Key evidence the government has touted against a police officer charged with seeking to kill and eat women is so weak it should be tossed from the case, a defense lawyer urged Wednesday as even the trial judge noted a lack of clarity and said he was "very concerned."
The defense attorney, Julia Gatto, urged U.S. District Judge Paul Gardephe to exclude the cellphone data being used to place Officer Gilberto Valle near the workplace of one woman and near the home of another. Prosecutors have said both women were the officer's targets. Jury selection in the case begins Friday.
The 28-year-old was charged last fall with using a law enforcement database to make plans to kidnap, rape, kill and eat women. Lawyers have said he was merely fantasizing and intended no violence. A New Jersey man charged in the case last month will be tried separately.
Gatto said prosecutors had boasted that they could use cellphone records to show Valle was on the same Manhattan block as one of the women and had done surveillance on both of them after writing to a co-defendant about how the women would be eventually harmed.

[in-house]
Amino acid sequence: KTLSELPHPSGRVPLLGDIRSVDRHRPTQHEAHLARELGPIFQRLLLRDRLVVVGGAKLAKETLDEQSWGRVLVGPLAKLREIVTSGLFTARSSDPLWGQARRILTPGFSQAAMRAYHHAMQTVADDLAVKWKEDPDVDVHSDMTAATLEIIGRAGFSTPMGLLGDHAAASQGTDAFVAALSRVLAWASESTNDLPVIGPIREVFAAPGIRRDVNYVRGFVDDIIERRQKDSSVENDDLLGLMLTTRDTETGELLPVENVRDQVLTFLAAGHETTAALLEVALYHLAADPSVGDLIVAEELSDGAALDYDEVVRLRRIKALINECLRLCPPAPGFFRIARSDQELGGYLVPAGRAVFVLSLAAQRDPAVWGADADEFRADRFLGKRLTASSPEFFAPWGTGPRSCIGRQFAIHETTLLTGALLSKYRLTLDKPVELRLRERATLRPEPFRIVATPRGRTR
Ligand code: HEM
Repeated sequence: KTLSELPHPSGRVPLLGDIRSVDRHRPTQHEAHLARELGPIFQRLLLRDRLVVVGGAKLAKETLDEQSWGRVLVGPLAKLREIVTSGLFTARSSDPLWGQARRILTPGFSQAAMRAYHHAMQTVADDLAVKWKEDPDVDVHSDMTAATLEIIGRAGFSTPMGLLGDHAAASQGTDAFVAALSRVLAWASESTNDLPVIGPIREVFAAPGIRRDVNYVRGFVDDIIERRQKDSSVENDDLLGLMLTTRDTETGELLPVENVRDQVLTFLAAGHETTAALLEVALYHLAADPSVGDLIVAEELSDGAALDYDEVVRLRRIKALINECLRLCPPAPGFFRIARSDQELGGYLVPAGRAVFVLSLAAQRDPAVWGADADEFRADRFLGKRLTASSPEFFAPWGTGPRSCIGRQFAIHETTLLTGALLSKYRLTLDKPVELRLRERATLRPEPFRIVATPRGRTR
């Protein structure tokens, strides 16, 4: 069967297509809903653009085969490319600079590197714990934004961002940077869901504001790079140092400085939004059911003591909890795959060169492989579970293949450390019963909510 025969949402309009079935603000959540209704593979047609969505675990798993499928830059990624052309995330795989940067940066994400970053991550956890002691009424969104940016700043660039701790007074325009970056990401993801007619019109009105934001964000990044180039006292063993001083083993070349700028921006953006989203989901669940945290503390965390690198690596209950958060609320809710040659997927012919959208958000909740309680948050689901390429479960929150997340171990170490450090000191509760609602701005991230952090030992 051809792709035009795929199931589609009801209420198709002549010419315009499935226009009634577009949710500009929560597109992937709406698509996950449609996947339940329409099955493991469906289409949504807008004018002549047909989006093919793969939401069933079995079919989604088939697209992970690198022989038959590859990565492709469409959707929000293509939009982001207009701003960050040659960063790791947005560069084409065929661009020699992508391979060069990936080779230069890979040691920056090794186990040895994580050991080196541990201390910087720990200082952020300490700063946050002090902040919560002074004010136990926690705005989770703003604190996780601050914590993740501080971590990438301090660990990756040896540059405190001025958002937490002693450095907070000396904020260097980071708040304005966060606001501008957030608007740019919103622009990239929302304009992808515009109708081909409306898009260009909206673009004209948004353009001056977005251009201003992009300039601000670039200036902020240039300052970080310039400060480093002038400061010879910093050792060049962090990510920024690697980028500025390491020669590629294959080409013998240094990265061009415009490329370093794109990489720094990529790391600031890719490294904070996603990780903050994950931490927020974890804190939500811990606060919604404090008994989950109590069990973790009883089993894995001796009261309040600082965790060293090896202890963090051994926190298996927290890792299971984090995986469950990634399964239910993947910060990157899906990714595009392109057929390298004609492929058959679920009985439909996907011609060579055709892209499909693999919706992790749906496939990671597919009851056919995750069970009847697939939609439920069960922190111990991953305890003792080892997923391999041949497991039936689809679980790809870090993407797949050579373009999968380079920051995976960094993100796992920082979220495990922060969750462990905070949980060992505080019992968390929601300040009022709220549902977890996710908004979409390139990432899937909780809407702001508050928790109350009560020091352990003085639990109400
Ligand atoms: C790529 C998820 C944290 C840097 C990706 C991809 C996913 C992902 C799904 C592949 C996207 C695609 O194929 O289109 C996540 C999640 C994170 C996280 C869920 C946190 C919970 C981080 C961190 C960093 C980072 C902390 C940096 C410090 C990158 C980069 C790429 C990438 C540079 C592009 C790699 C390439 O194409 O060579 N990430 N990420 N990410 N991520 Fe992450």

Yet, she said, cellphone tracking is not as accurate as the government had claimed and records would at best show he was within a half mile of the locations and at worst within 26 miles.
Assistant U.S. Attorney Hadassa Waxman conceded that an FBI agent who will testify about cellphone data could only assure jurors that the information places him within four to five blocks of the women, though she noted that the cellphone tower that recorded the ping was a half block from the woman's residence.
She said other evidence would support the surveillance claims, including testimony by Valle's estranged wife that she hadn't seen one of the intended victims in more than a year even though Valle told authorities after his arrest that he dropped his wife off there last March and that might explain his phone's proximity to the woman's home.
Gardephe said he was "concerned about what seems to be a lack of clarity about what the cell-side data shows."
He said he might require a phone company employee to testify about the accuracy of efforts to trace where the cellphone signal originates.
"It's an important issue at trial whether there's evidence that the defendant conducted surveillance," Gardephe said.
He noted that it was late in the game for prosecutors to leave such an important area of evidence undefined since opening statements are scheduled to start in late February.
"I've alerted the government and I'm very concerned," Gardephe added.